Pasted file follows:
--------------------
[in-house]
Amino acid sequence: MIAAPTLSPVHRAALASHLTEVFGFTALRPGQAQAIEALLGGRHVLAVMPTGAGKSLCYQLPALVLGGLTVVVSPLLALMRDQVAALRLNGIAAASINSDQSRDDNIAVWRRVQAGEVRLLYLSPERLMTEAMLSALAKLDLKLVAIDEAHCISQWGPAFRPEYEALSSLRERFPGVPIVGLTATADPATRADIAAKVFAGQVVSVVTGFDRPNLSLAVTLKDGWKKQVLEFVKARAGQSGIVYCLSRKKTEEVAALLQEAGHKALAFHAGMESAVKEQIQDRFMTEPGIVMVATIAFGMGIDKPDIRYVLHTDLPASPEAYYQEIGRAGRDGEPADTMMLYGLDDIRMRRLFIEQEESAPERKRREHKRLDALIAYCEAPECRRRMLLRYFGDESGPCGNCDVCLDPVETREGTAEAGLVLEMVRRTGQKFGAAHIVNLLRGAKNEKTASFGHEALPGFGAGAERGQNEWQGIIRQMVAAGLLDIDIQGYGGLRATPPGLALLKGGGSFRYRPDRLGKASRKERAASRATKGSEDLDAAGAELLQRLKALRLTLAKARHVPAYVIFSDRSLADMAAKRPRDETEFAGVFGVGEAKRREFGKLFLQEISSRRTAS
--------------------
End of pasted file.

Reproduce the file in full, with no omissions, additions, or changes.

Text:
[in-house]
Amino acid sequence: MIAAPTLSPVHRAALASHLTEVFGFTALRPGQAQAIEALLGGRHVLAVMPTGAGKSLCYQLPALVLGGLTVVVSPLLALMRDQVAALRLNGIAAASINSDQSRDDNIAVWRRVQAGEVRLLYLSPERLMTEAMLSALAKLDLKLVAIDEAHCISQWGPAFRPEYEALSSLRERFPGVPIVGLTATADPATRADIAAKVFAGQVVSVVTGFDRPNLSLAVTLKDGWKKQVLEFVKARAGQSGIVYCLSRKKTEEVAALLQEAGHKALAFHAGMESAVKEQIQDRFMTEPGIVMVATIAFGMGIDKPDIRYVLHTDLPASPEAYYQEIGRAGRDGEPADTMMLYGLDDIRMRRLFIEQEESAPERKRREHKRLDALIAYCEAPECRRRMLLRYFGDESGPCGNCDVCLDPVETREGTAEAGLVLEMVRRTGQKFGAAHIVNLLRGAKNEKTASFGHEALPGFGAGAERGQNEWQGIIRQMVAAGLLDIDIQGYGGLRATPPGLALLKGGGSFRYRPDRLGKASRKERAASRATKGSEDLDAAGAELLQRLKALRLTLAKARHVPAYVIFSDRSLADMAAKRPRDETEFAGVFGVGEAKRREFGKLFLQEISSRRTAS